4. Self-Reflection and Self-Improvement
Embrace Continuous Learning
Parenting is a journey of continuous learning and growth. Stay open to new ideas, parenting techniques, and educational resources that can help you become a more effective and resilient caregiver. By investing in learning activities such as parenting workshops, reading child development and psychology materials, and staying informed about how new research for trauma informed and relational approaches to parenting can apply to your circumstances, you can increase your awareness and confidence in your role as care giver. This can have a positive impact on your mental health through making you feel more equipped and less overwhelmed – but don’t let the pursuit of continuous learning be something that adds to your feeling of overwhelm!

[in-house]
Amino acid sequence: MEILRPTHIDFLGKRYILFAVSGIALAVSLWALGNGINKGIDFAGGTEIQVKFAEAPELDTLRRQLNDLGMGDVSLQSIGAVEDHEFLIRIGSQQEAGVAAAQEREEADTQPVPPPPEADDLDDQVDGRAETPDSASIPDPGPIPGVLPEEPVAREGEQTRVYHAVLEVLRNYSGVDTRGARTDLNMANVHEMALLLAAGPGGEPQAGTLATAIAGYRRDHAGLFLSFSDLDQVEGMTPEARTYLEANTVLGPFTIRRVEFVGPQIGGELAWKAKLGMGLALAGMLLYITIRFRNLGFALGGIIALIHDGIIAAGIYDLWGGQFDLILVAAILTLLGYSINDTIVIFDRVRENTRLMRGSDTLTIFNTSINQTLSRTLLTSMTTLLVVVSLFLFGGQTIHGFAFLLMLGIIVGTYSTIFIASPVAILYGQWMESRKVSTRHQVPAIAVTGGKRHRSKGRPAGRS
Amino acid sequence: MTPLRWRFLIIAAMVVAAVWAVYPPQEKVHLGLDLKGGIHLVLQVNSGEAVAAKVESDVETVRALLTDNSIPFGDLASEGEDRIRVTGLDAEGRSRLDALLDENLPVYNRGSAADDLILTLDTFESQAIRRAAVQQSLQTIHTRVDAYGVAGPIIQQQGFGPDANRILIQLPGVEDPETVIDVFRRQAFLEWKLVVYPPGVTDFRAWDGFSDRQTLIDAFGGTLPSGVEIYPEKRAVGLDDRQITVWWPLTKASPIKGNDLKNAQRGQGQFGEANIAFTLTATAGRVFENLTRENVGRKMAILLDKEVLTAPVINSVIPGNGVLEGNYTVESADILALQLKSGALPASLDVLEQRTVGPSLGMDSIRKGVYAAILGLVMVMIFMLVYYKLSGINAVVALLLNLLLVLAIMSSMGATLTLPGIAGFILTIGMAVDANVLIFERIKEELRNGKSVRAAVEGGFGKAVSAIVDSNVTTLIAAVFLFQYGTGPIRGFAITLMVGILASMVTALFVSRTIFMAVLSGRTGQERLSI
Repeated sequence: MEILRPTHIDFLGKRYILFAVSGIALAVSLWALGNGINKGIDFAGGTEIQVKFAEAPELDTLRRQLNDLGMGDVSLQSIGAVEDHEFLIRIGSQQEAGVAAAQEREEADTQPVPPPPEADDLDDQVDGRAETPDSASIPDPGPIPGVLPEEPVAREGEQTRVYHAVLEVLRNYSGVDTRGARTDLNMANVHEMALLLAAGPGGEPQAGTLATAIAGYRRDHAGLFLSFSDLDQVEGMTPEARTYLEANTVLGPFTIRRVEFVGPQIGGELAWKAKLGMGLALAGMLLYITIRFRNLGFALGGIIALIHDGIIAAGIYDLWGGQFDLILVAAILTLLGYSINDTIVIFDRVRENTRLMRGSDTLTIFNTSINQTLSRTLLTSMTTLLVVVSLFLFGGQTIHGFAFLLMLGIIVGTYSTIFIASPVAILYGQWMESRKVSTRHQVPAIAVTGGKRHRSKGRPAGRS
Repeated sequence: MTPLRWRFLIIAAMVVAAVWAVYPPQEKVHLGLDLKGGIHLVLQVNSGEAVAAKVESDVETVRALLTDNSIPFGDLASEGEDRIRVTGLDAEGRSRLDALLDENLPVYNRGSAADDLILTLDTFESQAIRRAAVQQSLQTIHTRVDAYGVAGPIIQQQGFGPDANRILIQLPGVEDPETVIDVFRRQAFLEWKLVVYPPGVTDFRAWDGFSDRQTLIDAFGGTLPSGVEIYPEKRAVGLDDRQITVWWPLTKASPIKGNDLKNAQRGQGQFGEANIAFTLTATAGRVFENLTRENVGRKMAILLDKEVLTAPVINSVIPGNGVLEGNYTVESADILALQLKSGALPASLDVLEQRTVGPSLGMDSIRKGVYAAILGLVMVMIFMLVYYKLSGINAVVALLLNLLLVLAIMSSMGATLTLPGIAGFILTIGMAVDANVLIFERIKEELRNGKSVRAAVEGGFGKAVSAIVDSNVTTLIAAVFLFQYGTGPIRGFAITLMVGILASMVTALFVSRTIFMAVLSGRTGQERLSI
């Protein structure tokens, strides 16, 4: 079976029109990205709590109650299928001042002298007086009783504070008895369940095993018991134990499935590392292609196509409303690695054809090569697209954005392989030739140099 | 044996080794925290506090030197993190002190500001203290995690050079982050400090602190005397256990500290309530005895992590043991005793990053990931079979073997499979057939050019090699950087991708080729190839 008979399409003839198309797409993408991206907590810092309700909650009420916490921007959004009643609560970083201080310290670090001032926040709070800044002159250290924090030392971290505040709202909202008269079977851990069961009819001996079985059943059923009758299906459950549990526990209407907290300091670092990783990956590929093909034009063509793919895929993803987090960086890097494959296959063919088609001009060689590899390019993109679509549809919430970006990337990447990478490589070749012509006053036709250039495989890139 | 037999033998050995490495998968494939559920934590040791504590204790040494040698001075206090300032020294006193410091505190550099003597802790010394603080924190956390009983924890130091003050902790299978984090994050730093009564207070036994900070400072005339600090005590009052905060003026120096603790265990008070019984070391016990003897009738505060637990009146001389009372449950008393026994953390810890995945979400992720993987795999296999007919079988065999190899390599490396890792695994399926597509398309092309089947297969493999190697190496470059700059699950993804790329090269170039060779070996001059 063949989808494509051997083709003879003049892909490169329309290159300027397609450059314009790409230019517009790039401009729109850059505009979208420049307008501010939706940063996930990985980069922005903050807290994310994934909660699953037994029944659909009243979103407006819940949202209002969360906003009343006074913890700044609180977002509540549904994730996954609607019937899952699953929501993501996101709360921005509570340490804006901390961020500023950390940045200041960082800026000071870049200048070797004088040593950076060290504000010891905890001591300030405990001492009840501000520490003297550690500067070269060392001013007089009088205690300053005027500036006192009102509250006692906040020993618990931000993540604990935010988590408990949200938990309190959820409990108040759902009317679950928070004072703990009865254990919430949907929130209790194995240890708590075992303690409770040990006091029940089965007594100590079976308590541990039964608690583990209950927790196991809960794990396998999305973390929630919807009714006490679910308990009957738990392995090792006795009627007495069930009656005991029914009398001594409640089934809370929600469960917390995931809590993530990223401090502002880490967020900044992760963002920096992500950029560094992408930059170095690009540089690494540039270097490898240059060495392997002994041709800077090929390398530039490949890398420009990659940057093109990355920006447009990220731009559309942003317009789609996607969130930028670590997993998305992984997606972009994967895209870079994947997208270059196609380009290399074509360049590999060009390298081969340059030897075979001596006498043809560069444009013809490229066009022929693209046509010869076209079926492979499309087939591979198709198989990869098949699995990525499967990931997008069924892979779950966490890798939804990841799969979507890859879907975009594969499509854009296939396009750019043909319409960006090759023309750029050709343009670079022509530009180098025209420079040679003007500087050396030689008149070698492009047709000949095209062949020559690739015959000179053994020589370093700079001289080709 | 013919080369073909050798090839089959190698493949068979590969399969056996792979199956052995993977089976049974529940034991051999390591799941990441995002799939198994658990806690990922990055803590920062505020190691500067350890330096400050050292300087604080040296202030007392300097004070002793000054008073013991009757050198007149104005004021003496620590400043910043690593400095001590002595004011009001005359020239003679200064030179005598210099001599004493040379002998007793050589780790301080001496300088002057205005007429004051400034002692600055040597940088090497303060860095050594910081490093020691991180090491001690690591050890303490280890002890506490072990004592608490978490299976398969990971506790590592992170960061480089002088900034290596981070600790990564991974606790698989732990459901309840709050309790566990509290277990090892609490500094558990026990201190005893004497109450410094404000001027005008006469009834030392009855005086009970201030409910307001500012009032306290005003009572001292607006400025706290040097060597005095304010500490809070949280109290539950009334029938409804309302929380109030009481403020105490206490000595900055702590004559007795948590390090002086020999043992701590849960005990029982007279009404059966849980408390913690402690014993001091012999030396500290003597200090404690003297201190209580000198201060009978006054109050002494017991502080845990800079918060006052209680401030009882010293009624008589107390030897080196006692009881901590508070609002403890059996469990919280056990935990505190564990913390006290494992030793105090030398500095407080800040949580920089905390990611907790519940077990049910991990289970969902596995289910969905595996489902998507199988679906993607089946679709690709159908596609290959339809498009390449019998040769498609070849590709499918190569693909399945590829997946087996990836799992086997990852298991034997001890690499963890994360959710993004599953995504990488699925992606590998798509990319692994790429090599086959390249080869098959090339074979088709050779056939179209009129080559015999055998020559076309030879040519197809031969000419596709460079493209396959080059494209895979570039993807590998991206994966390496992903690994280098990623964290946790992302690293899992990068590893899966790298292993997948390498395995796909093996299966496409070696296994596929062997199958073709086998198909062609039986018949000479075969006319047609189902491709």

Taking time for self-reflection to assess your emotional well-being and identify areas where you may need support or improvement is so important for maintaining positive relationships as a parent. Self-awareness is a powerful tool for maintaining mental health. Reflect on your own triggers, emotional responses, and stressors in your caregiving role. Seek professional help if you find yourself struggling with unresolved issues or significant stressors that impact your well-being. As a parenting mentor, my approach is very centred on an attachment parenting style, so if you are looking for support where the mentor will tell you the child is naughty or place blame on either side, then I am probably not the parenting mentor for you. If you want to work on your relationship in a way that actually puts the relationship at the heart of the decision process, then we could be a great fit.
5. Foster Positive Relationships